CARY – Epic Games chose to launch its legal battle against tech giant Apple on Monday with its founder and CEO Tim Sweeney, a well-spoken billionaire who has been leading a passionate “Free Fortnite” anti-trust battle for months. He’s back on the stand today in federal court, and his early domination of the trial comes as a bit of a surpirse but a good move, says Raleigh lawyer Jim Verdonik who has represented tech companies for years and knows how the legal game is played out before judges and juries.
“I think Sweeney’s role in leading was to keep the public engaged with Epic’s version of the story,” Verdonik said Tuesday in recapping Monday’s testimony. “That’s why they led with Sweeney.”
Sweeney and Epic have grown much richer due to the global success of Fortnite. But being booted from Apple’s app store in a decision that Epic says has cost it profits led to the suit – filed last year – and a similar action against Google. Apple also is challenging the tech duo in other countries.
“Epic’s version of the story is to appeal to basic fairness. It also puts pressure on [Apple CEO] Tim Cook to perform well when its his turn. The public will naturally compare the two.”
Verdonik at first said he “was surprised that Sweeney testified on the first day of the trial.” Later, however, he said he saw the wisdom of the move by Epic, which has rallied behind Sweeney’s outspoken campaign on Twitter.
“Epic alleges that Apple makes more profit on each sale through its App Store than the app developer makes. That’s an unusually high margin for a retailer,” Verdonik said.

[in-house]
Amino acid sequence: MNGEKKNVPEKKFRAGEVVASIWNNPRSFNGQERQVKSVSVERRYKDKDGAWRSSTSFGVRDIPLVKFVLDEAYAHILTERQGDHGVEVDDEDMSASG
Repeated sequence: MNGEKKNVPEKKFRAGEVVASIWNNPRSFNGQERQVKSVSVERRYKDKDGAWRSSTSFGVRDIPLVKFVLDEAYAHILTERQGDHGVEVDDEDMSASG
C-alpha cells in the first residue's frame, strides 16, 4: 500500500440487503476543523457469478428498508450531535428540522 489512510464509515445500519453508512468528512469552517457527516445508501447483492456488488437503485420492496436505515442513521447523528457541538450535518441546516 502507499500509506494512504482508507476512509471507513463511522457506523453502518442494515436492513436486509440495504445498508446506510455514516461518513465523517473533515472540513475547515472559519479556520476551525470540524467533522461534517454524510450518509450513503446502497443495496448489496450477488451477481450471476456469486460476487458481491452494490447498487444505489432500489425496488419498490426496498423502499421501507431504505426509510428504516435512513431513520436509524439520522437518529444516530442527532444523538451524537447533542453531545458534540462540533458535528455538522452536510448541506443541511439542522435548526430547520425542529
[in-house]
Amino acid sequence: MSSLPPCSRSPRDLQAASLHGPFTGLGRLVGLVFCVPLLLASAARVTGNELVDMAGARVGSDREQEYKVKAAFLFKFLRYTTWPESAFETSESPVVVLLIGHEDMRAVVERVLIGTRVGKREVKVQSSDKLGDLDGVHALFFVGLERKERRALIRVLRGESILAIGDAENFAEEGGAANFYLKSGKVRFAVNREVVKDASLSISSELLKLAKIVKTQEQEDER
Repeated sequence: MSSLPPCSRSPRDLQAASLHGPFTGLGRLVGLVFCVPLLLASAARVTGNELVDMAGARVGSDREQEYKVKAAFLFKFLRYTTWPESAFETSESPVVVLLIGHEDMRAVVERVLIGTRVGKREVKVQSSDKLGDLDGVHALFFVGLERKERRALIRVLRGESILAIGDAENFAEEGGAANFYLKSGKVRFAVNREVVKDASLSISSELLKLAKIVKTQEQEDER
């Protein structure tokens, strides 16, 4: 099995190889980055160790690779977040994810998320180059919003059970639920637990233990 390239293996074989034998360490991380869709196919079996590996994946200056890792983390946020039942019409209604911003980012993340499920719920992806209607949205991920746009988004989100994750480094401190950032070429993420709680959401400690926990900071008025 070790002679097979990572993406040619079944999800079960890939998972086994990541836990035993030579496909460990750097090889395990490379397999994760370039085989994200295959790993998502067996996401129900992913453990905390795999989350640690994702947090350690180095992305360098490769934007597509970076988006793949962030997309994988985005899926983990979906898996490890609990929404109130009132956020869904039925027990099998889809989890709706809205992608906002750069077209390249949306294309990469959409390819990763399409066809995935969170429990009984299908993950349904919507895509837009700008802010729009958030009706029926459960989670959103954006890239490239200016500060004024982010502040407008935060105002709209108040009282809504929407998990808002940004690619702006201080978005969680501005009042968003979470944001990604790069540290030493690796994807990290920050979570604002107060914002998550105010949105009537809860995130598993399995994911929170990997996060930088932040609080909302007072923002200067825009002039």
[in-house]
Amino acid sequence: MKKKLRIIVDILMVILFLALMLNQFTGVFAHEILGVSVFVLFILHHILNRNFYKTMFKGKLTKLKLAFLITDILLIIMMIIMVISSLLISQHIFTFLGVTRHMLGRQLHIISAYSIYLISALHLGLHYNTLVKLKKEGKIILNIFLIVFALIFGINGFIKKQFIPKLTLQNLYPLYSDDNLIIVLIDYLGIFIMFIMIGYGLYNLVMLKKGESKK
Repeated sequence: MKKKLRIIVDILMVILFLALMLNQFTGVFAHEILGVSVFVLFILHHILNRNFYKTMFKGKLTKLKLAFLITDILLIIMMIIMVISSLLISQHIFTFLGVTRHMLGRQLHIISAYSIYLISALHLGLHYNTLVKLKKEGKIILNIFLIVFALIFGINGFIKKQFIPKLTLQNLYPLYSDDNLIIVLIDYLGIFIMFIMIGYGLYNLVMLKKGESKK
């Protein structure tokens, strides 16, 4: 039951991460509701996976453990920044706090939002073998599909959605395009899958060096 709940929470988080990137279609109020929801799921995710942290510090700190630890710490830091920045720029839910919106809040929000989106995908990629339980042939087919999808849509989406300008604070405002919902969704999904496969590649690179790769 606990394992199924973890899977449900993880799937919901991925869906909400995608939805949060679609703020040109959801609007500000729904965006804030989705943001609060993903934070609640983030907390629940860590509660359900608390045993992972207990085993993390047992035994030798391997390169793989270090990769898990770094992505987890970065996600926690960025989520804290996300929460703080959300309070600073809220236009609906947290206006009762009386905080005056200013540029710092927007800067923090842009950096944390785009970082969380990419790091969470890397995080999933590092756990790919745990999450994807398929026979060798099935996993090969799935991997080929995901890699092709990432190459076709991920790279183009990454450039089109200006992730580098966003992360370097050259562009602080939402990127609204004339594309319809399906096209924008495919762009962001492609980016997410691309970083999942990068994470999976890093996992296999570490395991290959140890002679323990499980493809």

Even though Apple cast Epic out of the app store after Epic created a work-around of Apple’s 30%-fee system, Verdonik says Epic has much public support in the David vs. Goliath tradition. (Epic is worth $28 billion, Apple $2 trillion.)
“There’s an old saying in the law: If the facts are on your side, argue the facts. If the law is on your side, argue the law,” Verdonik said.
“In this case, the law may be on Apple’s side.
“Some facts are on Epic’s side, but others are probably on Apple’s side. In that situation, you spin and appeal to emotion. Make it a personal contest between Sweeney playing the role of David and Cook playing Goliath.”
“If I were Epic, my strategy would be to keep the spin going in its direction as long as possible. It will take years for the appeals in this case to get a final decision. While the appeals go on, Congress may act – but only if Sweeney convinces the public that what Apple led by Goliath is doing is basically unfair.”